RasulAllah (S) said, “The believers in their mutual kindness, compassion and sympathy are just like one body. When one of the limbs suffers, the whole body responds to it with wakefulness and fever” [Al-Bukhari and Muslim].

Nowadays people’s first instinct is to put each other down. When you see someone succeeding, be happy for them and be inspired by them. The same goes for when people are struggling. Be empathetic and if you can, help them.


Decide what kind of person you want to be, set out on working on improving your good characteristics and diminishing your flaws. Be the best you can be and touch the lives of the people in your life.

The Prophet (S) said, “There are seven whom Allah will shade on His Shade on the Day when there is no shade except His Shade.” Of those seven categories, one is “two men who love each other for Allah’s sake, meeting for that and parting upon that” [Al-Bukhaari and Muslim]. Inshallah we can all make the intention to treat our families, friends, and anyone else we come across with kindness and respect, for no other reason but to please Allah swt. May Allah swt make us people of this category and grant us His Shade on the Day of Judgment. Ameen.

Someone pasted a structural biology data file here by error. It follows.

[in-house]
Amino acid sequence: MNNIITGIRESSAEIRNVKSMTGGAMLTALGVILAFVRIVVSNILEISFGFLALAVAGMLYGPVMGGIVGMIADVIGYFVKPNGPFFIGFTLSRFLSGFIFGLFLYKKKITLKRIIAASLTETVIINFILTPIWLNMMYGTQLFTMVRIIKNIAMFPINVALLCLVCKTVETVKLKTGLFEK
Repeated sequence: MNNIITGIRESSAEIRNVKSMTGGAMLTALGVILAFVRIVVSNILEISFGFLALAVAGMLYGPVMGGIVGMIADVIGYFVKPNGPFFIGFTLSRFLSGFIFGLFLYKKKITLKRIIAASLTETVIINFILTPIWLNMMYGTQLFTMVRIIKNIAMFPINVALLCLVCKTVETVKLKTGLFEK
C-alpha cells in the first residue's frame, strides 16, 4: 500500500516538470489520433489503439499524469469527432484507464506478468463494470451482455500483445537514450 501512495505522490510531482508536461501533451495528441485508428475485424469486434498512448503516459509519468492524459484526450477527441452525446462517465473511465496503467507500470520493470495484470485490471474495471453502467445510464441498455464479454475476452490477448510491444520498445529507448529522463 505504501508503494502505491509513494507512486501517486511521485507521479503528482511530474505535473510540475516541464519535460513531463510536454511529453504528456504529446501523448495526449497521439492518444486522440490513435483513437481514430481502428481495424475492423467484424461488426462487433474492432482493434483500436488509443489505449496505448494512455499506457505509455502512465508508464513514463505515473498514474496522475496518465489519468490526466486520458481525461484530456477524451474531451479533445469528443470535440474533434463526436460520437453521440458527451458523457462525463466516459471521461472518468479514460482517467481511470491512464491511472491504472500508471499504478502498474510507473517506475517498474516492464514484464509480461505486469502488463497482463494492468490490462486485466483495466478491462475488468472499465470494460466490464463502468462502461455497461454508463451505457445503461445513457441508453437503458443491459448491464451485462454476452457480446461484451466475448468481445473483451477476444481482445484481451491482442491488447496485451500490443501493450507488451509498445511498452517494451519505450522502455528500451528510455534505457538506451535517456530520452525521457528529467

Have you used any of these guidelines with your family or friends? Have they shown rahma, karam, sakina, or mawaddah toward you? Do you have any other strategies that can help us become people of this category? Share your experiences in the comments below!

Advertisements

Leave a Reply

Fill in your details below or click an icon to log in:

WordPress.com Logo

You are commenting using your WordPress.com account. Log Out / Change )

Twitter picture

You are commenting using your Twitter account. Log Out / Change )

Facebook photo

You are commenting using your Facebook account. Log Out / Change )

Google+ photo

You are commenting using your Google+ account. Log Out / Change )

Connecting to %s